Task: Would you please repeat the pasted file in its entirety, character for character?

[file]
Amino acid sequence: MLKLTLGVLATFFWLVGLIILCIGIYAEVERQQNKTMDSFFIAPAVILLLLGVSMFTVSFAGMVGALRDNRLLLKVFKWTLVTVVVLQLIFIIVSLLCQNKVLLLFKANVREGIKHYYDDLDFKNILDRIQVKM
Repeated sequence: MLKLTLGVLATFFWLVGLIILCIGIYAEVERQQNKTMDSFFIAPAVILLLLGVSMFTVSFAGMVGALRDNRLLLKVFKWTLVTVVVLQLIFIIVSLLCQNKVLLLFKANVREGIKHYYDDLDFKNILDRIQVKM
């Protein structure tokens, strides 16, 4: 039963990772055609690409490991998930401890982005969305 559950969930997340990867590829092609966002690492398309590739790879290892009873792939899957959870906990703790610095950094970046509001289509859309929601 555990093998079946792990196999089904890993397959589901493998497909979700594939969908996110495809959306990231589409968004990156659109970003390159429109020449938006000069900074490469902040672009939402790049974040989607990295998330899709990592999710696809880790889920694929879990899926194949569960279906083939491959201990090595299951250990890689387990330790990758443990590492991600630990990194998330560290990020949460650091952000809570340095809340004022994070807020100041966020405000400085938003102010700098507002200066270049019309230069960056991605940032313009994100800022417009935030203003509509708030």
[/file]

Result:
Amino acid sequence: MLKLTLGVLATFFWLVGLIILCIGIYAEVERQQNKTMDSFFIAPAVILLLLGVSMFTVSFAGMVGALRDNRLLLKVFKWTLVTVVVLQLIFIIVSLLCQNKVLLLFKANVREGIKHYYDDLDFKNILDRIQVKM
Repeated sequence: MLKLTLGVLATFFWLVGLIILCIGIYAEVERQQNKTMDSFFIAPAVILLLLGVSMFTVSFAGMVGALRDNRLLLKVFKWTLVTVVVLQLIFIIVSLLCQNKVLLLFKANVREGIKHYYDDLDFKNILDRIQVKM
């Protein structure tokens, strides 16, 4: 039963990772055609690409490991998930401890982005969305 559950969930997340990867590829092609966002690492398309590739790879290892009873792939899957959870906990703790610095950094970046509001289509859309929601 555990093998079946792990196999089904890993397959589901493998497909979700594939969908996110495809959306990231589409968004990156659109970003390159429109020449938006000069900074490469902040672009939402790049974040989607990295998330899709990592999710696809880790889920694929879990899926194949569960279906083939491959201990090595299951250990890689387990330790990758443990590492991600630990990194998330560290990020949460650091952000809570340095809340004022994070807020100041966020405000400085938003102010700098507002200066270049019309230069960056991605940032313009994100800022417009935030203003509509708030």